Note: for many of the games here you'll need a z-machine interpreter like Frotz or Zoom to play them.
I recently finished Blue Lacuna, a tour-de-force showing from Aaron Reed. This game was the only text adventure to be exhibited at this year's Indiecade conference, if you're excluding the fascinating and innovative Groping In The Dark, as I am. (They could both arguably fall under the category of "interactive novel" – which Reed owns – but Groping doesn't have the same openness of structure that's characteristic of the text adventure, and which is what I'll be highlighting here. Incidentally, it looks like text adventures have been 2 for 2 at Indiecade so far, with last year seeing Jim Munroe's Everybody Dies. TEXTS NOT DED)
What impressed me most about Blue Lacuna is the sheer magnitude of the work. Many of the most influential text adventures of the past decade have been explorations of the short form, which has been directed mostly by the guidelines of annual competitions. As such, it's easy to lose sight of what can be done in a full-length space. (Who was it who recently exhorted independent game designers to finish their damn games?)
Reed strikes a fine balance between free-ranging exploration and guided storytelling. You are able to spend your time in the game however you like, and a wide variety of approaches and actions are anticipated by the author, but there is an overarching narrative which you will be gently funneled into, if necessary. However, this coaxing always feels natural; the game features a "boredom meter" which can tell when you're just spinning your wheels. Once it does, it will send an unobtrusive hint your way: "out of the corner of your eye you glimpse a small animal heading into the bushes," and of course the player must now satiate her curiosity by following. This minimal, yet clear, sort of signposting is something that I always appreciate in a game. In keeping with Csikszentmihalyi's idea of flow (something all game designers should familiarize themselves with) the goal should be for the player to spend as much time as possible skating on the leading edge of their ability, balancing between frustration and boredom. This can be difficult in a genre so self-consciously thinky as the text adventure, but this seems to be a nice way to pull it off.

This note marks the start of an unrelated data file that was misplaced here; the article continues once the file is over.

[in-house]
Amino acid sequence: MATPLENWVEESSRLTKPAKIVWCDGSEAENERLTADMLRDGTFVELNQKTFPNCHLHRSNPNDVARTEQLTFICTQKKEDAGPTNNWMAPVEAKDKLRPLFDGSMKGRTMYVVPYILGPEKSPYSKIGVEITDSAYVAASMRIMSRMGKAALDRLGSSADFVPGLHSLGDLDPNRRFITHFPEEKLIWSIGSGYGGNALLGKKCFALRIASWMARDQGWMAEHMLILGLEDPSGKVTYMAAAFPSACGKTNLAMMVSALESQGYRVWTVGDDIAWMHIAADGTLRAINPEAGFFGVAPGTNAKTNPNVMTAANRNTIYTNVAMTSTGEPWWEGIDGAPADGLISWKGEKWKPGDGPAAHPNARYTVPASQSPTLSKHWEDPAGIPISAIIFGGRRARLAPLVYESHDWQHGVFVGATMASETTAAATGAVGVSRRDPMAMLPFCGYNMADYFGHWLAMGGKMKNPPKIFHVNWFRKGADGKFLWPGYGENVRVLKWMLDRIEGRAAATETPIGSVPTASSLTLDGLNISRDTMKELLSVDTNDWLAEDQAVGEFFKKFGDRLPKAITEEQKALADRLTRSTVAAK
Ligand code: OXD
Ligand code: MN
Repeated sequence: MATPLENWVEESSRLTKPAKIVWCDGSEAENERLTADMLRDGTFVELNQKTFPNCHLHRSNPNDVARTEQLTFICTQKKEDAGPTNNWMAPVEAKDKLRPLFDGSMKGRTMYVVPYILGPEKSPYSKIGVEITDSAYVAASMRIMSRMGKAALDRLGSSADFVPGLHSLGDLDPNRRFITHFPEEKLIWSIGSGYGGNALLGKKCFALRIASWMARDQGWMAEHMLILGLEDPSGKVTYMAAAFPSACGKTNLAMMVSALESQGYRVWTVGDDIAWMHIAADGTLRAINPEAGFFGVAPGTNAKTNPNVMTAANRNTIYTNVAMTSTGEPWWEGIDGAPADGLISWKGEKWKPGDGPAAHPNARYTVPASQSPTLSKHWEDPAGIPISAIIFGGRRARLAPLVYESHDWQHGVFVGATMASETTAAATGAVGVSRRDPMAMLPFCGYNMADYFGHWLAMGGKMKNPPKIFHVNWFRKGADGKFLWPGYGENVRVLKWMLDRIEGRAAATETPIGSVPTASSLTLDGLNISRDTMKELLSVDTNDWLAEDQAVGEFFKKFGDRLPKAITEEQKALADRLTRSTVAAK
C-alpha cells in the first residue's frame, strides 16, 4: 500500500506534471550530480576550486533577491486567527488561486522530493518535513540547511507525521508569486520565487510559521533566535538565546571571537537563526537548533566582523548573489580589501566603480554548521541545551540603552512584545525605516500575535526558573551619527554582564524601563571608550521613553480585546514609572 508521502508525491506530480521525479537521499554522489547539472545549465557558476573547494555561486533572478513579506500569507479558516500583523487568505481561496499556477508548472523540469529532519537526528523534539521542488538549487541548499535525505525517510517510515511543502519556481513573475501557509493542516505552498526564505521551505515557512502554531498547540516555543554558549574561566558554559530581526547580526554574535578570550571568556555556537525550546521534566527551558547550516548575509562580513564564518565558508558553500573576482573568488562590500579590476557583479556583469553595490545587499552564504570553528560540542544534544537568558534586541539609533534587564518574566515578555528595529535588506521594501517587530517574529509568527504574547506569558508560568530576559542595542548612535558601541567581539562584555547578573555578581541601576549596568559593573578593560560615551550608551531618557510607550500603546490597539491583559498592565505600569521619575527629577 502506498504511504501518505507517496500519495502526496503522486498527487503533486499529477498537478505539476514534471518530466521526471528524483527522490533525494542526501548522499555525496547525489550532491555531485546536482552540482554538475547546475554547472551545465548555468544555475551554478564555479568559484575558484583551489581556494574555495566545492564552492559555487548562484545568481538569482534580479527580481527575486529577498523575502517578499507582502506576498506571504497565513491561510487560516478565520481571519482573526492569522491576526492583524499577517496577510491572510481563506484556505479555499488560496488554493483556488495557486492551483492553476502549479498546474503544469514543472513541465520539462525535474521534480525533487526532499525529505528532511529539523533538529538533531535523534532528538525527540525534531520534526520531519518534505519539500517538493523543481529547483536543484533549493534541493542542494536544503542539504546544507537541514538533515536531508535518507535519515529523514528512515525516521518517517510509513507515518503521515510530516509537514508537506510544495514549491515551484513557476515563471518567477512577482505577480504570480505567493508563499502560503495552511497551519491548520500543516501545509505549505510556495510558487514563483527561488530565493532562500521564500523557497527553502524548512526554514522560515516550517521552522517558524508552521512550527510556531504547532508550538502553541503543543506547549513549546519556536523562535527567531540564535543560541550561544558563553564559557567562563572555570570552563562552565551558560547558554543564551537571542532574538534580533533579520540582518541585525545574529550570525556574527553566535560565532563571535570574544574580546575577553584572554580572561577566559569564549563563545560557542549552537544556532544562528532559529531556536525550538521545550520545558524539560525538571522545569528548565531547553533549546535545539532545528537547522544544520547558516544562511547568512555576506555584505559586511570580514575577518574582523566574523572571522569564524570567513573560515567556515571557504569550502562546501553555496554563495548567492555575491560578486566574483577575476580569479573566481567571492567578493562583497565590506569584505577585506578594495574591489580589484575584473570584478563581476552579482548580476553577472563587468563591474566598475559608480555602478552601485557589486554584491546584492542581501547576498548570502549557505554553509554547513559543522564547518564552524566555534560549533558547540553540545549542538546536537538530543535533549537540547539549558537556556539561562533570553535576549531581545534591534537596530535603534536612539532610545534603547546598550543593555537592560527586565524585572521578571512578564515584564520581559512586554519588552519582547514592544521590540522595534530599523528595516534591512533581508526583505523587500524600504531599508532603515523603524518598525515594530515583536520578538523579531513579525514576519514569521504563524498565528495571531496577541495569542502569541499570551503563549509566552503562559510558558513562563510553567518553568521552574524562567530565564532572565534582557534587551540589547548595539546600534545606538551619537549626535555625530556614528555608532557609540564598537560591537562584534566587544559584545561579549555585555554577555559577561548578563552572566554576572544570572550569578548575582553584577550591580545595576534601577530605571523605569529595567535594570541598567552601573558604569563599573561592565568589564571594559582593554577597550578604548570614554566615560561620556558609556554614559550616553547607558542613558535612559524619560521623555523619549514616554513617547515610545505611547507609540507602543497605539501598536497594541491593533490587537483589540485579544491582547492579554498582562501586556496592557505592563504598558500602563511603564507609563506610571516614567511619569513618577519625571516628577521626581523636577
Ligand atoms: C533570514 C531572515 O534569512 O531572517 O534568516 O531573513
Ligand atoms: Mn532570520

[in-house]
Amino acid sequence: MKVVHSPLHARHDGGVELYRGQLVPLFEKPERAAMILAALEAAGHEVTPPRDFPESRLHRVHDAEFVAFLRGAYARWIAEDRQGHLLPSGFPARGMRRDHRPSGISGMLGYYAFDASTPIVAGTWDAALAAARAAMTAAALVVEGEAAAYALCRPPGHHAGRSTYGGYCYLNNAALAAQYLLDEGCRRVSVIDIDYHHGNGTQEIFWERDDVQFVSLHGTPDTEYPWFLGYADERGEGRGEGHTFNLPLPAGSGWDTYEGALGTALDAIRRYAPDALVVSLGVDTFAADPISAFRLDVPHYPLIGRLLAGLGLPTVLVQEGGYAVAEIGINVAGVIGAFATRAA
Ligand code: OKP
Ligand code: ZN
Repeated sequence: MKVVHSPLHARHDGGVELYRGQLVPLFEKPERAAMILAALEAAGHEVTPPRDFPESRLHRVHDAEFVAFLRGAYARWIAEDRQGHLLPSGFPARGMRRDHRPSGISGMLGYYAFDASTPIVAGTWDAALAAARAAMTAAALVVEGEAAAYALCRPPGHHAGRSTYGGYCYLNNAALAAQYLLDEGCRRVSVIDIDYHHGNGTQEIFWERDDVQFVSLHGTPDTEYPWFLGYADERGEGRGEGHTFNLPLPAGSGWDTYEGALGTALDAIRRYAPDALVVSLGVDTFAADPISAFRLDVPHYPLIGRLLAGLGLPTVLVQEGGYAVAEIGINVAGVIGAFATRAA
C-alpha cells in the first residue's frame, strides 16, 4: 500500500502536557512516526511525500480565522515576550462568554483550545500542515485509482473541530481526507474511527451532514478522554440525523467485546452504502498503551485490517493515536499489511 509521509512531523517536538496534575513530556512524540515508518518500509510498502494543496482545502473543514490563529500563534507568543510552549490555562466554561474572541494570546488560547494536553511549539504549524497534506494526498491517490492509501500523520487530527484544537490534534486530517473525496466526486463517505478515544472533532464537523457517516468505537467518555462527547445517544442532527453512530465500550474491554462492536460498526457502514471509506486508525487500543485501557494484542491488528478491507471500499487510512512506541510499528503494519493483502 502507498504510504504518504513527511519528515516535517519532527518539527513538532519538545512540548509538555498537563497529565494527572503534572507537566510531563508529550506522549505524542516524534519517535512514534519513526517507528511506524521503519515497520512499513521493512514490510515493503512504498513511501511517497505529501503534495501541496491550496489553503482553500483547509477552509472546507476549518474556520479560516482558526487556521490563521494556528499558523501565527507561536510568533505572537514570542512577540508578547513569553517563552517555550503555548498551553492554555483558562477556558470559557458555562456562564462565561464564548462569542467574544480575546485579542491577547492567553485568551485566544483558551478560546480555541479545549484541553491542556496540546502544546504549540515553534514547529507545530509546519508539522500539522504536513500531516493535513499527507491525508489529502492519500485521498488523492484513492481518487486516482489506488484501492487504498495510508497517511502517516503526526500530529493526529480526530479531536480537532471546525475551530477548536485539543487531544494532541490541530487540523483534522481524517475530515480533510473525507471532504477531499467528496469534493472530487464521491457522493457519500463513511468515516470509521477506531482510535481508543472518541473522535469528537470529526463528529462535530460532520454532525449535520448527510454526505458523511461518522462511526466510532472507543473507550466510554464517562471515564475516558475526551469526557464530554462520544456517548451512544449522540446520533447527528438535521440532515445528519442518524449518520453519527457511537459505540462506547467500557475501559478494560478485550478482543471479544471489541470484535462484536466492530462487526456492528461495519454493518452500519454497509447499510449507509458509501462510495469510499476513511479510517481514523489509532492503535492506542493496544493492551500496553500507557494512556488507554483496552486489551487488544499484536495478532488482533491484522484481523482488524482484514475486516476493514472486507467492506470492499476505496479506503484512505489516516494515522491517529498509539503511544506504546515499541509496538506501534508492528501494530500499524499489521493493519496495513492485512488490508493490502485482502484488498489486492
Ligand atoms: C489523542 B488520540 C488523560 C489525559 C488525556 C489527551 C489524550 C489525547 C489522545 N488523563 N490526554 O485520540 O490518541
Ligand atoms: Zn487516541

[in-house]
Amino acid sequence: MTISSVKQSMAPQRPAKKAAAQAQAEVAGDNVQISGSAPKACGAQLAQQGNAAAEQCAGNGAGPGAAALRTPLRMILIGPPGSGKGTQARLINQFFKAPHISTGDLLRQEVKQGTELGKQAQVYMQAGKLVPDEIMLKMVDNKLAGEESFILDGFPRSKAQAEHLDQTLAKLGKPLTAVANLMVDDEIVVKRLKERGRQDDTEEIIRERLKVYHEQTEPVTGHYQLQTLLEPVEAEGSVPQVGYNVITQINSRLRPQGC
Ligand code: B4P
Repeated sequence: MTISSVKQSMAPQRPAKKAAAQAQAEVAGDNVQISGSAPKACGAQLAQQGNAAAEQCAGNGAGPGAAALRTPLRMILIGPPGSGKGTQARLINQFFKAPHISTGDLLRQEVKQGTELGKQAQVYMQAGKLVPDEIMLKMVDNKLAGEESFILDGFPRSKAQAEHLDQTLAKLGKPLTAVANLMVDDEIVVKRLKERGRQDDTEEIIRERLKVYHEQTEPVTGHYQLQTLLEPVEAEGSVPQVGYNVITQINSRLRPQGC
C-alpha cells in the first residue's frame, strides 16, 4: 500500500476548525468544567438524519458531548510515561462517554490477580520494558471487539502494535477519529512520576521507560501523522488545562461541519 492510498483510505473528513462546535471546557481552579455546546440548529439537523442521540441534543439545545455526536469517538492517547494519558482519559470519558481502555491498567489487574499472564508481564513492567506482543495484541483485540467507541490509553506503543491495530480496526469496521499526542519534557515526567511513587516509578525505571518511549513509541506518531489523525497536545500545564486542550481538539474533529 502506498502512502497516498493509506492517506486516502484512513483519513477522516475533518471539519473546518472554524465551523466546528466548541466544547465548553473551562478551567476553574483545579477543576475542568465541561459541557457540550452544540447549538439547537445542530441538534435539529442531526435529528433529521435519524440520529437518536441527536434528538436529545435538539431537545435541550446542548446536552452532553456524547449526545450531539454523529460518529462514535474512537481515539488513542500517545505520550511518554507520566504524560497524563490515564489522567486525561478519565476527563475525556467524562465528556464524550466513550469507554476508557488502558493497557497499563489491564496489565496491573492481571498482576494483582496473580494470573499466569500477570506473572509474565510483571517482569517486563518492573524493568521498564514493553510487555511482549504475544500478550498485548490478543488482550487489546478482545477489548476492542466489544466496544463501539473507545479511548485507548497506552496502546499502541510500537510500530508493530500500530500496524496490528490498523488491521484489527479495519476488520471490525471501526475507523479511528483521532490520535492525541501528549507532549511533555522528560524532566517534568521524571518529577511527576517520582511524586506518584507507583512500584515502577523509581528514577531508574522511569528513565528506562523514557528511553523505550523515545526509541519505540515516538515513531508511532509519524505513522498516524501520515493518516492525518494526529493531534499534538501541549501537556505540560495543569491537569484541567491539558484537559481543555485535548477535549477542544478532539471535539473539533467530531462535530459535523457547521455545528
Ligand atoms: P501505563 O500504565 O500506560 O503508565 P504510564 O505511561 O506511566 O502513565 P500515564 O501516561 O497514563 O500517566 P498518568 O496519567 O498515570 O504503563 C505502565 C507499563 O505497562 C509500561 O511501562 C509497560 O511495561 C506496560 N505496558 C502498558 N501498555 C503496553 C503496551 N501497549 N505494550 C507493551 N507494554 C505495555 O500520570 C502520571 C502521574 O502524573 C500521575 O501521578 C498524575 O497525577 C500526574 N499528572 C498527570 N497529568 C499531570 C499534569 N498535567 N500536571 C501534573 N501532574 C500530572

Blue Lacuna is also a game that rests largely on notions of identity. The myriad choices that you make in the game, both large and small, are not arbitrary; they lead to different developments and reactions, and, if you've been playing with a consistent philosophy and outlook (and you haven't been spamming saves to try everything like me), the game will ultimately present some honest questions for you to consider.
On a more straightforward note, the amount of customization available in the game (choosing gender both of yourself and your romantic interest, for instance) allows some exploration of the dynamics of identity. It seems to be an accepted tenet of game design that your player should identify closely with their character, and this is generally done either through making the character a blank slate or by allowing extensive customization. This customization is often largely cosmetic and doesn't really affect the story or mechanics of the game. In Blue Lacuna it's not quite clear to me yet if that is the case; it may take a few more playthroughs and some experimentation. Nevertheless, it does seem to have a distinct psychological effect – the sense of being in the character is great enough that changes in identity are truly felt. However, for me one of the most convincing games in this respect is Choice of Broadsides, where, despite (or maybe because of) the stripped-down mechanics, finding myself in a star-crossed homosexual affair on the high seas at some point became all too uncomfortable.
You may be noticing that I'm not talking about the plot of Blue Lacuna that much. I have to admit that the fantasy/sci-fi sort of thing is not really my bag anymore, and there's definitely some naked philosophizing scattered throughout. What impressed me most, and inspired me to write about it, is the obvious care and craft that went into it, and the interesting and unique mechanics at play here. I highly recommend you give it a spin.